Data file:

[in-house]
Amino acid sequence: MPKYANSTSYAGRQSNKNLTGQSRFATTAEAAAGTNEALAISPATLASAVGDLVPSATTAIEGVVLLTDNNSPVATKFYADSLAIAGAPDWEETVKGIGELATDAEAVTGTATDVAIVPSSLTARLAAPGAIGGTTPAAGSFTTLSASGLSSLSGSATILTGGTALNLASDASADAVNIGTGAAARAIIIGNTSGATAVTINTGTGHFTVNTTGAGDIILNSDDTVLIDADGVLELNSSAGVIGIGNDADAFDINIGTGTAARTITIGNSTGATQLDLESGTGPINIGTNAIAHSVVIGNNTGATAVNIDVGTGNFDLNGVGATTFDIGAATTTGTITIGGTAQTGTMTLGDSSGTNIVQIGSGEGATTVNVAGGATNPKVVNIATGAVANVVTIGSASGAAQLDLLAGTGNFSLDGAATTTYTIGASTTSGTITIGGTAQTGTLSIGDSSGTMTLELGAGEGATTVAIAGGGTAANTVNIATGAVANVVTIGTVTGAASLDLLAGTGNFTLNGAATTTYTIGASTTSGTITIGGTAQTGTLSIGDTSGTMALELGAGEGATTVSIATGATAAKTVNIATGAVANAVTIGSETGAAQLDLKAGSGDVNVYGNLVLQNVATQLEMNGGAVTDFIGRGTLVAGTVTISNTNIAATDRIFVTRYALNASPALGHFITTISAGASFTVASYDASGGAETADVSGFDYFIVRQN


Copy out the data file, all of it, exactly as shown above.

[in-house]
Amino acid sequence: MPKYANSTSYAGRQSNKNLTGQSRFATTAEAAAGTNEALAISPATLASAVGDLVPSATTAIEGVVLLTDNNSPVATKFYADSLAIAGAPDWEETVKGIGELATDAEAVTGTATDVAIVPSSLTARLAAPGAIGGTTPAAGSFTTLSASGLSSLSGSATILTGGTALNLASDASADAVNIGTGAAARAIIIGNTSGATAVTINTGTGHFTVNTTGAGDIILNSDDTVLIDADGVLELNSSAGVIGIGNDADAFDINIGTGTAARTITIGNSTGATQLDLESGTGPINIGTNAIAHSVVIGNNTGATAVNIDVGTGNFDLNGVGATTFDIGAATTTGTITIGGTAQTGTMTLGDSSGTNIVQIGSGEGATTVNVAGGATNPKVVNIATGAVANVVTIGSASGAAQLDLLAGTGNFSLDGAATTTYTIGASTTSGTITIGGTAQTGTLSIGDSSGTMTLELGAGEGATTVAIAGGGTAANTVNIATGAVANVVTIGTVTGAASLDLLAGTGNFTLNGAATTTYTIGASTTSGTITIGGTAQTGTLSIGDTSGTMALELGAGEGATTVSIATGATAAKTVNIATGAVANAVTIGSETGAAQLDLKAGSGDVNVYGNLVLQNVATQLEMNGGAVTDFIGRGTLVAGTVTISNTNIAATDRIFVTRYALNASPALGHFITTISAGASFTVASYDASGGAETADVSGFDYFIVRQN